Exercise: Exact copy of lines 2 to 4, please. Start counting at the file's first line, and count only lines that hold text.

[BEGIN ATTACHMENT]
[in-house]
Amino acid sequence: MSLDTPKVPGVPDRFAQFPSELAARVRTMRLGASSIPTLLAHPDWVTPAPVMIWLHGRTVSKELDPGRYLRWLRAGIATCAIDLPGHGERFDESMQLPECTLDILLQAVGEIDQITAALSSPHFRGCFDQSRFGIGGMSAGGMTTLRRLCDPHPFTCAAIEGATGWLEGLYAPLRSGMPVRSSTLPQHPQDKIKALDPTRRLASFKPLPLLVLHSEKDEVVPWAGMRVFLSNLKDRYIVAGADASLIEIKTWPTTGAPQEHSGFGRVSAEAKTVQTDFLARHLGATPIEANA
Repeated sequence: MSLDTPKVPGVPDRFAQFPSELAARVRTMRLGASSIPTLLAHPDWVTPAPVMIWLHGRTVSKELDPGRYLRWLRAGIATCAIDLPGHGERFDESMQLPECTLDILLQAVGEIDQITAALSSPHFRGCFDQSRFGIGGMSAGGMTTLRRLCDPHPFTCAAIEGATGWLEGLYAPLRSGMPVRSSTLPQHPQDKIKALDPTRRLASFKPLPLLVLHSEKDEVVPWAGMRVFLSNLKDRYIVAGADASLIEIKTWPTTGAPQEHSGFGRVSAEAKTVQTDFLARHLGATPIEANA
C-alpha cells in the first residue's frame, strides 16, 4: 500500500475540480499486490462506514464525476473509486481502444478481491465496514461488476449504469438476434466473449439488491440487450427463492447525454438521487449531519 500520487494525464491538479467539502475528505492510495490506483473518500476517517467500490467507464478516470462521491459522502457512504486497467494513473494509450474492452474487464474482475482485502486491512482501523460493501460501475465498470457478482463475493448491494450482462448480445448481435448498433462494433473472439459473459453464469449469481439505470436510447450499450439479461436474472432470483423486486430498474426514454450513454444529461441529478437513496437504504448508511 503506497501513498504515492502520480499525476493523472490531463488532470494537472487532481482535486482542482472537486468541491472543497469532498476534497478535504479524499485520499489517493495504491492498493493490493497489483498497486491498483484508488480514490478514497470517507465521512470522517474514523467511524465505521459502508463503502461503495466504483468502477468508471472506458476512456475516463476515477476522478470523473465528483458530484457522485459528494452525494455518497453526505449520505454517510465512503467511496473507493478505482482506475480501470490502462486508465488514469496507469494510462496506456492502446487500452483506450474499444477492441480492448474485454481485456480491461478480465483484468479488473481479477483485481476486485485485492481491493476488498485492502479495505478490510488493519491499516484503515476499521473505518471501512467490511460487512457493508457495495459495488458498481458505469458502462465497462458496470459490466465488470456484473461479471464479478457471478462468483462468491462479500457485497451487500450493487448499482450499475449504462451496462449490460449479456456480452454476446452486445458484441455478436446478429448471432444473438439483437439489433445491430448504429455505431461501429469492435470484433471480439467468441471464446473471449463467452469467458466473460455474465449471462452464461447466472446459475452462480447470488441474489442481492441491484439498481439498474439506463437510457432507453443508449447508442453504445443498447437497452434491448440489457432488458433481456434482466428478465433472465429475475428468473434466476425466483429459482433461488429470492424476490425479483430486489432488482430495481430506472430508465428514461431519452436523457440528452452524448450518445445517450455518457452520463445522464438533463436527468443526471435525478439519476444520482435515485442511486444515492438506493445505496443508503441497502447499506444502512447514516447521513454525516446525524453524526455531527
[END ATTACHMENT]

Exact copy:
Amino acid sequence: MSLDTPKVPGVPDRFAQFPSELAARVRTMRLGASSIPTLLAHPDWVTPAPVMIWLHGRTVSKELDPGRYLRWLRAGIATCAIDLPGHGERFDESMQLPECTLDILLQAVGEIDQITAALSSPHFRGCFDQSRFGIGGMSAGGMTTLRRLCDPHPFTCAAIEGATGWLEGLYAPLRSGMPVRSSTLPQHPQDKIKALDPTRRLASFKPLPLLVLHSEKDEVVPWAGMRVFLSNLKDRYIVAGADASLIEIKTWPTTGAPQEHSGFGRVSAEAKTVQTDFLARHLGATPIEANA
Repeated sequence: MSLDTPKVPGVPDRFAQFPSELAARVRTMRLGASSIPTLLAHPDWVTPAPVMIWLHGRTVSKELDPGRYLRWLRAGIATCAIDLPGHGERFDESMQLPECTLDILLQAVGEIDQITAALSSPHFRGCFDQSRFGIGGMSAGGMTTLRRLCDPHPFTCAAIEGATGWLEGLYAPLRSGMPVRSSTLPQHPQDKIKALDPTRRLASFKPLPLLVLHSEKDEVVPWAGMRVFLSNLKDRYIVAGADASLIEIKTWPTTGAPQEHSGFGRVSAEAKTVQTDFLARHLGATPIEANA
C-alpha cells in the first residue's frame, strides 16, 4: 500500500475540480499486490462506514464525476473509486481502444478481491465496514461488476449504469438476434466473449439488491440487450427463492447525454438521487449531519 500520487494525464491538479467539502475528505492510495490506483473518500476517517467500490467507464478516470462521491459522502457512504486497467494513473494509450474492452474487464474482475482485502486491512482501523460493501460501475465498470457478482463475493448491494450482462448480445448481435448498433462494433473472439459473459453464469449469481439505470436510447450499450439479461436474472432470483423486486430498474426514454450513454444529461441529478437513496437504504448508511 503506497501513498504515492502520480499525476493523472490531463488532470494537472487532481482535486482542482472537486468541491472543497469532498476534497478535504479524499485520499489517493495504491492498493493490493497489483498497486491498483484508488480514490478514497470517507465521512470522517474514523467511524465505521459502508463503502461503495466504483468502477468508471472506458476512456475516463476515477476522478470523473465528483458530484457522485459528494452525494455518497453526505449520505454517510465512503467511496473507493478505482482506475480501470490502462486508465488514469496507469494510462496506456492502446487500452483506450474499444477492441480492448474485454481485456480491461478480465483484468479488473481479477483485481476486485485485492481491493476488498485492502479495505478490510488493519491499516484503515476499521473505518471501512467490511460487512457493508457495495459495488458498481458505469458502462465497462458496470459490466465488470456484473461479471464479478457471478462468483462468491462479500457485497451487500450493487448499482450499475449504462451496462449490460449479456456480452454476446452486445458484441455478436446478429448471432444473438439483437439489433445491430448504429455505431461501429469492435470484433471480439467468441471464446473471449463467452469467458466473460455474465449471462452464461447466472446459475452462480447470488441474489442481492441491484439498481439498474439506463437510457432507453443508449447508442453504445443498447437497452434491448440489457432488458433481456434482466428478465433472465429475475428468473434466476425466483429459482433461488429470492424476490425479483430486489432488482430495481430506472430508465428514461431519452436523457440528452452524448450518445445517450455518457452520463445522464438533463436527468443526471435525478439519476444520482435515485442511486444515492438506493445505496443508503441497502447499506444502512447514516447521513454525516446525524453524526455531527